Ulysses S. Grant, the soldier who won the Civil War and saved the Union, remains an enigma, a wildly popular national figure who was both a monumental success as a soldier and a dismal failure as a civilian. Much has been written about Grant the soldier, but now author Max Byrd cleverly explores the last five years of Grant's life in his new novel, Grant. Byrd is the award-winning author of five detective novels, but he is perhaps best known for his exceptional historical novels, Jefferson (1993) and Jackson (1998). With Grant, Byrd uses the familiar Jackson formula, having journalists tell the story as they question, probe, pry, and dance around the periphery of the great general as he slides from prosperity to poverty in the years 1880 to 1885. Following two disastrous terms as the 18th president of the United States (1868-1876), Grant's enduring popularity almost propels him back into the White House in 1880 for an unprecedented third term. Sylvanus B. Cadwallader, a wily newspaperman for the Chicago Times and the New York Herald, and Nicholas Trist, a cynical Civil War veteran writing for a French magazine, cover the political story of Grant, but each man has a different perspective of the general who "don't scare worth a damn." Cadwallader, a pro-Grant biographer, has seen both sides of the general. He accompanied Grant on numerous campaigns during the Civil War as a correspondent, and now dogs the general as just another hack looking for a scoop. His admiration for Grant, however, puts him at odds with the reporter's creed - never let the facts get in the way of a good story. Trist, who lost an arm at Cold Harbor in one of Grant's worst and most unforgivable battles, has good reason to be bitter, although his view of Grant will take a surprising turn. Through Cadwallader and Trist, Byrd tells of the presidential scandals that disgraced Grant's administration, the political expediency and duplicity of the lost third-term nomination, the shocking bankruptcy of Grant's Wall Street fortune, and Grant's agonizing death in 1885 from virulent throat cancer. Although Grant is the subject, Cadwallader and Trist are the colorful features that move through the complex political, financial, and social circles of Washington, D.C., Chicago, and New York. Personal affairs interfere with their professional lives, and they become involved with liars and thieves, drunks and charlatans, friends and enemies of Grant, and the ever-present corruption and hypocrisy which marked that era of American life. This is a vibrant, stunning story of Grant's last years, but, best of all, it is a gripping tale of "the reborn nation, on the other side of the war." This is a most suitable companion to the year's other outstanding novel about U.S. Grant, Richard Parry's That Fateful Lightning. Byrd's next historical novel will be about Mary Todd Lincoln. William D. Bushnell is a freelance writer, book reviewer, and instructor at the University of Southern Maine. He lives on an island on the coast of Maine.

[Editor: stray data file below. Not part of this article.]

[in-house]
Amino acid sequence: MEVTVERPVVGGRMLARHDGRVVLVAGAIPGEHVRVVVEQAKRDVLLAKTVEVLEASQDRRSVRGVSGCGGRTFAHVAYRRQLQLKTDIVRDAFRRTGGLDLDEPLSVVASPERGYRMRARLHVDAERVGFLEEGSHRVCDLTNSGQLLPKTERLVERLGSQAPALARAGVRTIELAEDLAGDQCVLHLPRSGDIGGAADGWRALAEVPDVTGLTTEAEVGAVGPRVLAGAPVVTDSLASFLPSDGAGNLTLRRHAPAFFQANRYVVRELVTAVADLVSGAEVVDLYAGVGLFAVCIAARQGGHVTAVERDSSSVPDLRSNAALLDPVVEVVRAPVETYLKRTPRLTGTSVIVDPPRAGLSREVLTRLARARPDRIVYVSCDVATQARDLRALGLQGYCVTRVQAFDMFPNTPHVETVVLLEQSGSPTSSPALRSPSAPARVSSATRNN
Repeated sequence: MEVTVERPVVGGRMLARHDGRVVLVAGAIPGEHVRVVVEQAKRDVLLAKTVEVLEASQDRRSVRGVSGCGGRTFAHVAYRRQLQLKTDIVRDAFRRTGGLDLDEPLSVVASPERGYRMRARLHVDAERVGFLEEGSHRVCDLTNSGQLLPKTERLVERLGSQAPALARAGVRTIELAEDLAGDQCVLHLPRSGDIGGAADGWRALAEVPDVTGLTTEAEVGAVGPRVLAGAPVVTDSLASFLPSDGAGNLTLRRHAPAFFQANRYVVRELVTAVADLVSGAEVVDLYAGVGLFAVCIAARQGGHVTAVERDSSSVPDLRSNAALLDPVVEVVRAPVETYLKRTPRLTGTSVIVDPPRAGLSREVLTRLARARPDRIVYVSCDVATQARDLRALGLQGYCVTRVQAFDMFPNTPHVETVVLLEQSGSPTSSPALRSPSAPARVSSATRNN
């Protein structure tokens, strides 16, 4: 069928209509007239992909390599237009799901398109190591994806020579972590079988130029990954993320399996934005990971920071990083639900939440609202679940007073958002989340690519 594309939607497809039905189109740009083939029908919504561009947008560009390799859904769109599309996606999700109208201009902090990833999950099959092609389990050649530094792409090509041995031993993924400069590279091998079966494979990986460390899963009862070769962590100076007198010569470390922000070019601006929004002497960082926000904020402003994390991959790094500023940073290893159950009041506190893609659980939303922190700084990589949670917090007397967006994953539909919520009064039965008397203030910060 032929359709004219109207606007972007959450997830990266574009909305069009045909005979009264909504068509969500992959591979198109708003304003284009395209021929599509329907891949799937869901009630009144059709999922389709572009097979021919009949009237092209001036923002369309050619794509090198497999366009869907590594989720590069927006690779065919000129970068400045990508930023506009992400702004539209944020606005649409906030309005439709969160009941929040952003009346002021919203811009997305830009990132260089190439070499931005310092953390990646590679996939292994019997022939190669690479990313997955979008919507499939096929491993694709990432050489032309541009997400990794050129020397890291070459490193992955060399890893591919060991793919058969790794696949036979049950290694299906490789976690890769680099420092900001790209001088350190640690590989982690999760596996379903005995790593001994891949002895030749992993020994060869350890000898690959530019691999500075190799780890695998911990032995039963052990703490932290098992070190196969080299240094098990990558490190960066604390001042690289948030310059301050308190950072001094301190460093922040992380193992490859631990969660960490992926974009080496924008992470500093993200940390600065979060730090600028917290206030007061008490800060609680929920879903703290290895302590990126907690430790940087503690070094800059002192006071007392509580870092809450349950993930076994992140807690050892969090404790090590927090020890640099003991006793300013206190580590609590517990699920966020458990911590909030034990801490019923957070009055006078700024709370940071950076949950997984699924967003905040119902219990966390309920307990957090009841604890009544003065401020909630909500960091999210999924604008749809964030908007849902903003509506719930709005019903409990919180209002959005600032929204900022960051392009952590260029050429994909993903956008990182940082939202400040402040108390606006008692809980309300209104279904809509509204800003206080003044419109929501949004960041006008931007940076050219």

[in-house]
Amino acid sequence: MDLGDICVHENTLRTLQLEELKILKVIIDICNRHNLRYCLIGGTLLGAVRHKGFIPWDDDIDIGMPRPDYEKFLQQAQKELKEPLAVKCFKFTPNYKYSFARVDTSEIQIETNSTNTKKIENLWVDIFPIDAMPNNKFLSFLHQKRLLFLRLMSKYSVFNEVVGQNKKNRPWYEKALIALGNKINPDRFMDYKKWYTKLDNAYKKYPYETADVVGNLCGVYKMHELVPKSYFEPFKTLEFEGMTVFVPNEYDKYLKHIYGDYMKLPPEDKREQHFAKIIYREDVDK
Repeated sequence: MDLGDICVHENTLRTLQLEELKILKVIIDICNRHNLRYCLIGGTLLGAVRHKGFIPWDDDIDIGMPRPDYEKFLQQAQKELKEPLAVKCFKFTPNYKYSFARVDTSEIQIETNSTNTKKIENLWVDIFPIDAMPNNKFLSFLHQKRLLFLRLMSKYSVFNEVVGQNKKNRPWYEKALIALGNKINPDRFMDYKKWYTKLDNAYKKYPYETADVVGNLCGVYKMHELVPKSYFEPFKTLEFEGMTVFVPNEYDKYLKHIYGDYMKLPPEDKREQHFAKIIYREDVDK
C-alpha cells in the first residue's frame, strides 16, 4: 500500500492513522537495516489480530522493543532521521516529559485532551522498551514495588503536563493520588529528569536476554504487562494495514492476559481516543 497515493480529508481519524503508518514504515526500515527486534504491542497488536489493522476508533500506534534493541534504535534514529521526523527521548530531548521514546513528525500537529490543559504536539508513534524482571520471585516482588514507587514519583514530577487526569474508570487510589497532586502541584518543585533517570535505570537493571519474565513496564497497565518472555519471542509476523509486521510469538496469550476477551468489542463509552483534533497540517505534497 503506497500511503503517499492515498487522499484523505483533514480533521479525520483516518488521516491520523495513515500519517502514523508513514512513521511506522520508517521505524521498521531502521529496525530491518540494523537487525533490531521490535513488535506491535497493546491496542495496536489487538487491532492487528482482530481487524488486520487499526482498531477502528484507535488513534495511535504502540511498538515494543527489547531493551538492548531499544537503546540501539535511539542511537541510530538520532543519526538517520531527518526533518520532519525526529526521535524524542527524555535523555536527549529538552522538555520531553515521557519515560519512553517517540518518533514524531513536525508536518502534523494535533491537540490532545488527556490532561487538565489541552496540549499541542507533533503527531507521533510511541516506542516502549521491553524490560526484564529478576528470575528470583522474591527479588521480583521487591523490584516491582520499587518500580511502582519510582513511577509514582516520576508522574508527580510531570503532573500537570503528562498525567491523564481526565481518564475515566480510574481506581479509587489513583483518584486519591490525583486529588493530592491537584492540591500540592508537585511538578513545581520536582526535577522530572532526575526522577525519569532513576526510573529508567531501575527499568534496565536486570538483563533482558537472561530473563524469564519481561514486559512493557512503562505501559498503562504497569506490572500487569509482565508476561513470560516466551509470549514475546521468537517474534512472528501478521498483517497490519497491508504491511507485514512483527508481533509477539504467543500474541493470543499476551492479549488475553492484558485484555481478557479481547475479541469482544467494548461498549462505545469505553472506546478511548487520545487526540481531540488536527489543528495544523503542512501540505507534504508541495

Bushnell, William D.
"Old Soldiers Never Die: Grant's Most Unrelenting Foe Was The Press,"
Civil War Book Review: Vol. 2
, Article 19.
Available at: https://digitalcommons.lsu.edu/cwbr/vol2/iss3/19